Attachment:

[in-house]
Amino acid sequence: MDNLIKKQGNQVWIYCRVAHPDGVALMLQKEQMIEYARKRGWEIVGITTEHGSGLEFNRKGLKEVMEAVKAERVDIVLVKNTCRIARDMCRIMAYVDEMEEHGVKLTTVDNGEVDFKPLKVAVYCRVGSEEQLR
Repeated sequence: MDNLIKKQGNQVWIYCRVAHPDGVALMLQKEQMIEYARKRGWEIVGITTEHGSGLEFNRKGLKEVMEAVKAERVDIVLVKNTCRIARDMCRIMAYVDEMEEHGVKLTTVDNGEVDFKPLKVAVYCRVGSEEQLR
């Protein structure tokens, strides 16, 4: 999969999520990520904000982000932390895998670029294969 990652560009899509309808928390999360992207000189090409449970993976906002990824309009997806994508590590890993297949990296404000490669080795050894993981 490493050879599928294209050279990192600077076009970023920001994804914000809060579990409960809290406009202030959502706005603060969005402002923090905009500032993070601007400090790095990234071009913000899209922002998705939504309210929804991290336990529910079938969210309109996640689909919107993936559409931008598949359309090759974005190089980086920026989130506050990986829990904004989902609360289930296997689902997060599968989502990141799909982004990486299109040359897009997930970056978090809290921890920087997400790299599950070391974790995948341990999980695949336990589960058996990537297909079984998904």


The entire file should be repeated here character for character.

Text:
[in-house]
Amino acid sequence: MDNLIKKQGNQVWIYCRVAHPDGVALMLQKEQMIEYARKRGWEIVGITTEHGSGLEFNRKGLKEVMEAVKAERVDIVLVKNTCRIARDMCRIMAYVDEMEEHGVKLTTVDNGEVDFKPLKVAVYCRVGSEEQLR
Repeated sequence: MDNLIKKQGNQVWIYCRVAHPDGVALMLQKEQMIEYARKRGWEIVGITTEHGSGLEFNRKGLKEVMEAVKAERVDIVLVKNTCRIARDMCRIMAYVDEMEEHGVKLTTVDNGEVDFKPLKVAVYCRVGSEEQLR
């Protein structure tokens, strides 16, 4: 999969999520990520904000982000932390895998670029294969 990652560009899509309808928390999360992207000189090409449970993976906002990824309009997806994508590590890993297949990296404000490669080795050894993981 490493050879599928294209050279990192600077076009970023920001994804914000809060579990409960809290406009202030959502706005603060969005402002923090905009500032993070601007400090790095990234071009913000899209922002998705939504309210929804991290336990529910079938969210309109996640689909919107993936559409931008598949359309090759974005190089980086920026989130506050990986829990904004989902609360289930296997689902997060599968989502990141799909982004990486299109040359897009997930970056978090809290921890920087997400790299599950070391974790995948341990999980695949336990589960058996990537297909079984998904």